Mother Nature does not always cooperate, even when good deeds are involved. The partly sunny forecast for Saturday, December 12, 2020 was off by a few hours as rain came instead that morning.
Luca D’Alerta, Boy Scout Troop 457, is working to attain Eagle Scout. The almost forty volunteers he assembled to help with his plan to repaint and perform other tasks at the Homestead Soup Kitchen did fortunately include inside work. Although they were able to do some plantings, finishing the outside mural was going to have to wait for another day. Undaunted, painting the interior walls was well underway as was creation of an “information wall” to serve as a communication center to post different items.
With this being his ninth year in Boy Scouts, sixteen-year-old D’Alerta developed the project in concert with Karen Browning, Soup Kitchen Volunteer Coordinator and board Member. “My friend Michael had done an Eagle Scout project with them before,” he explained. As much as the painting and other are appreciated, a major element is the CONEX container that will be delivered and set onto a concrete pad after final permitting paperwork is completed.
“I don’t know how he came up with a container, but it’s something we really need,” Browning said. Most of their funds are expended for food and other necessary supplies, so being able to care for the facility goes lacking without extra assistance. The project prior to D’Alerta’s was when Michael Clark came up with his plan that included much needed exterior concrete pads as one of the improvements.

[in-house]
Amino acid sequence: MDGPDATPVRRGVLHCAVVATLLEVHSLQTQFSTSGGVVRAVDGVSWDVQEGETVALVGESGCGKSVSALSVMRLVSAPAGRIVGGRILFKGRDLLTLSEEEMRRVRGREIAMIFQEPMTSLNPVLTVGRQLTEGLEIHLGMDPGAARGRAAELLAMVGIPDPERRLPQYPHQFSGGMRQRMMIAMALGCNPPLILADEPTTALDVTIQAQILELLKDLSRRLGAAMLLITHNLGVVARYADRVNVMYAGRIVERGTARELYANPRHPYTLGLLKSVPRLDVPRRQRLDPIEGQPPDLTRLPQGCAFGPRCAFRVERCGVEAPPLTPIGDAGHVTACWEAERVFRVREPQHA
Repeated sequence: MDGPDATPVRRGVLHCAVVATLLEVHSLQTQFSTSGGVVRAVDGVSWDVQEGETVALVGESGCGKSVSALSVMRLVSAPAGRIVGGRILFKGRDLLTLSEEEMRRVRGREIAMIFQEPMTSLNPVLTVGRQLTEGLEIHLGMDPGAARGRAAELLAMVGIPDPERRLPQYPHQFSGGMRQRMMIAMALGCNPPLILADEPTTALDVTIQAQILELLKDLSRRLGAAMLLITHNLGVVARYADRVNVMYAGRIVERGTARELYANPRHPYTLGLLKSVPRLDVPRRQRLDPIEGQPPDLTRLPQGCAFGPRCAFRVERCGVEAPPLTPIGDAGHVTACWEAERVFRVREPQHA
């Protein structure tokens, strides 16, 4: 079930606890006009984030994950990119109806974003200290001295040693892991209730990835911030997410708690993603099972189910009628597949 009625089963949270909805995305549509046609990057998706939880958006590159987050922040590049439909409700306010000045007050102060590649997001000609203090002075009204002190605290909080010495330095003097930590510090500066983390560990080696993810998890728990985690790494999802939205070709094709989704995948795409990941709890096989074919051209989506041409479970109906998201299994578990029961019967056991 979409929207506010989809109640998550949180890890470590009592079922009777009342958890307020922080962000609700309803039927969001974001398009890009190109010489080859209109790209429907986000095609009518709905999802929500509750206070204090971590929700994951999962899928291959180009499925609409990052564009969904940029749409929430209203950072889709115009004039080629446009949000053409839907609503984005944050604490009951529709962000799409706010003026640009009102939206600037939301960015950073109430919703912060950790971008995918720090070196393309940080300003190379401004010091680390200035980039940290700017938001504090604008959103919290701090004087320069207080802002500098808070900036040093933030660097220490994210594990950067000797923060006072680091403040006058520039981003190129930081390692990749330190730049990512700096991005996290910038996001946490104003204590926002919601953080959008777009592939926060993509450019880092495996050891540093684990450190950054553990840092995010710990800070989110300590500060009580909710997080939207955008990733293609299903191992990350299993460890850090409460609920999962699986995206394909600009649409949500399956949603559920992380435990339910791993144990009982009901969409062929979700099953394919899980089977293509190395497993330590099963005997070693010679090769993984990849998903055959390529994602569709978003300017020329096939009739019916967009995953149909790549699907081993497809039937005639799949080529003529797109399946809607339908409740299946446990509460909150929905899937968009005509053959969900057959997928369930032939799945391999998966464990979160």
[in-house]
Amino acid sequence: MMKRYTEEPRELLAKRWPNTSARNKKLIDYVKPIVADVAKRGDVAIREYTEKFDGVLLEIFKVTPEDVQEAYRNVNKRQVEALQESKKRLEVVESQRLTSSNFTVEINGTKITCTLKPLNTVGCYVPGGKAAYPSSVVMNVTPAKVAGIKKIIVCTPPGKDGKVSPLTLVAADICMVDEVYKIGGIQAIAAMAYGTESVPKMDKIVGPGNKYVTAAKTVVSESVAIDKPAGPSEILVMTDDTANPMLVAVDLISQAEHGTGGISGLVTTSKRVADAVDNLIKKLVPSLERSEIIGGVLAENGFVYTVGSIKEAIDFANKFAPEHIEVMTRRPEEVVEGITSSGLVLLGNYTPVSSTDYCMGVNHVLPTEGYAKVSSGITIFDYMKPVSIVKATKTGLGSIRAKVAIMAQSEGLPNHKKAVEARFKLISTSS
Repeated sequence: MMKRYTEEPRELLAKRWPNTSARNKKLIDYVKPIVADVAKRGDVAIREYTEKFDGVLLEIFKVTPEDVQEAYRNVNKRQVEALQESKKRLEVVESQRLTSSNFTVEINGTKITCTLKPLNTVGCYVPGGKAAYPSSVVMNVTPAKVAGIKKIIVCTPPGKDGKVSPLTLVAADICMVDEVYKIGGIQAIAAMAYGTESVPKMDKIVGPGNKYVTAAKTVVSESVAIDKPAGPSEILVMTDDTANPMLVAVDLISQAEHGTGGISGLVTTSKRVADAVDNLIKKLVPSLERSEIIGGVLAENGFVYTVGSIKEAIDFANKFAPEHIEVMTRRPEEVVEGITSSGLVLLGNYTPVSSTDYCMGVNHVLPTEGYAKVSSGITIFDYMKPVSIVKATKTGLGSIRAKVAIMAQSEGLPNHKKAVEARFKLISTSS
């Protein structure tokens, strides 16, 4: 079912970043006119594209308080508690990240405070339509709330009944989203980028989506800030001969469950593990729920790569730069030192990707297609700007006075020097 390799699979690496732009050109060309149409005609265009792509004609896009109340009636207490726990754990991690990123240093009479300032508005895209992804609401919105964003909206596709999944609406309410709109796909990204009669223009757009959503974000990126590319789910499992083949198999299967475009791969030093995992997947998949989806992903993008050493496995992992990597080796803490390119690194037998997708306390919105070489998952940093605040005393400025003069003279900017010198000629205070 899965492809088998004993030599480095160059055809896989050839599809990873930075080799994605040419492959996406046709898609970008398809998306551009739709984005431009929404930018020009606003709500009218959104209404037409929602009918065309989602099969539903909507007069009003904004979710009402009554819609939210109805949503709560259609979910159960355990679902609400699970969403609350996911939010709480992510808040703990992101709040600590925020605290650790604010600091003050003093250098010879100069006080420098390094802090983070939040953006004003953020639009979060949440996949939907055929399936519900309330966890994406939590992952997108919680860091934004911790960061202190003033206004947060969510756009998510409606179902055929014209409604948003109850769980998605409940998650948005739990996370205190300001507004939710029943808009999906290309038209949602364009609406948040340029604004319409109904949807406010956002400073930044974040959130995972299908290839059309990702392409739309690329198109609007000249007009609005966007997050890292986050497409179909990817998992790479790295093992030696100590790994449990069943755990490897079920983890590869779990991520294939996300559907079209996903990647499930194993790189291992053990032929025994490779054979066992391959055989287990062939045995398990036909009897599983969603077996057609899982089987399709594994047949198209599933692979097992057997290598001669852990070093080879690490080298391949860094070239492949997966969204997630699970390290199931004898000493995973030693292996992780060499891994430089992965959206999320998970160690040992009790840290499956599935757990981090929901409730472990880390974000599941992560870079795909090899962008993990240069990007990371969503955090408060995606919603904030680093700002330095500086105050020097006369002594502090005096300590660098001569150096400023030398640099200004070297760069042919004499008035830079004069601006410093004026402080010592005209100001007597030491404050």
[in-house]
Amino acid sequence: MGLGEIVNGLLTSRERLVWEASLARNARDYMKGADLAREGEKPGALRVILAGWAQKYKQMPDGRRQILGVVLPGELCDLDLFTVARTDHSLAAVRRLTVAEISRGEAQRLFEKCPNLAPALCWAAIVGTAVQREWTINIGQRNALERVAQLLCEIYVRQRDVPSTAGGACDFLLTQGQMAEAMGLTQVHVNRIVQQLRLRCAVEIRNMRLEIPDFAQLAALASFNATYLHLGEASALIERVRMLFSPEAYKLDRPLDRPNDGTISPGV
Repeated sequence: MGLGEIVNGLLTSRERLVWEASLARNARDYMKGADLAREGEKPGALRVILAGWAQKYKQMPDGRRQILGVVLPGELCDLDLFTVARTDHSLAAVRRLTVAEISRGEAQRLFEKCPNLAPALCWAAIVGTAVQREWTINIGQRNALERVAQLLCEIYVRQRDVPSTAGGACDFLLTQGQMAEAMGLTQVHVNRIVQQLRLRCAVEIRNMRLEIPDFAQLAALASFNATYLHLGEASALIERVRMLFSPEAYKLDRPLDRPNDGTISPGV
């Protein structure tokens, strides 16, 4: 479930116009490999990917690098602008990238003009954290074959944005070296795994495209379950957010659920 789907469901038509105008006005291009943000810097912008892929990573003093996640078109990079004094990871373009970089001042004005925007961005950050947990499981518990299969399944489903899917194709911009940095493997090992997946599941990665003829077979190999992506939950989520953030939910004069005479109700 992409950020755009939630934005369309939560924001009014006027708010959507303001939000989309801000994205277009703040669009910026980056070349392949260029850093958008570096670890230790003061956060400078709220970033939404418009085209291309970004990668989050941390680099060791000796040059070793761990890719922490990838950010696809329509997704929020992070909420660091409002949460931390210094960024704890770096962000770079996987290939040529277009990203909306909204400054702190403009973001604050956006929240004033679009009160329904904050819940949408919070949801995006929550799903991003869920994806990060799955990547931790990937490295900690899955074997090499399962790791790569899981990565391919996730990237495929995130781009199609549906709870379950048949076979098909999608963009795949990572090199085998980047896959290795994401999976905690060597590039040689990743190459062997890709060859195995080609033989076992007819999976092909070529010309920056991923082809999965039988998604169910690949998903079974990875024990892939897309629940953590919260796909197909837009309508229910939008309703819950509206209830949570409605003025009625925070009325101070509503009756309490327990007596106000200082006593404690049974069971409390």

Both Scouts’ fathers were on hand Saturday as well. Edward (Ted) Clark has been working with the Troop since 2010 and Michael is his third son. “We love what they do here [Homestead Soup Kitchen] and when he started looking for a project, I suggested something here.”
Gianni D’Alerta agrees with the value of scouting. “I wasn’t a leader when we started in the Scouts.
I took on a role later and it’s an amazing experience. It’s taught me leadership skills with the boys and the parents. I’ve seen the growth in Luca, in his abilities to lead and communicate. It helps prepare him for life, too.”
There was plenty of leadership and communication as the teams adjusted to the rain in order to complete the inside work.
“We’re all volunteers here, and I’m so grateful for what the community does,” Browning said. “We’ve had a big increase in need with the COVID situation. We’re up to around 200 people every day we serve.”
The Homestead Soup Kitchen was opened in 1983. “It is the mission of the Homestead Soup Kitchen to serve those members of our community in need of a hot meal, regardless of circumstances. By having a “no questions asked” policy, the Soup Kitchen provides in excess of 700 meals a week to individuals and families of the Greater Homestead/Florida City area and beyond.”
A significant financial impact aside from increased feeding is the use of to-go products due to COVID-19 safety requirements. Plastic cups, flatware, and carry-out containers add to the operational costs and are among items that can be donated.
Lack of a walk-in cooler also hampers operations and there are often repairs or replacements required for the different appliances. Once the CONEX container is installed, they’ll need to have it outfitted with shelving.
For more information about donating or volunteering, there is a contact form on the website of http://www.homesteadsoupkitchen.com and the mailing address is Homestead Soup Kitchen, P.O. Box 901180, Homestead Florida, 33090-1180; Tel: (305) 245-7448.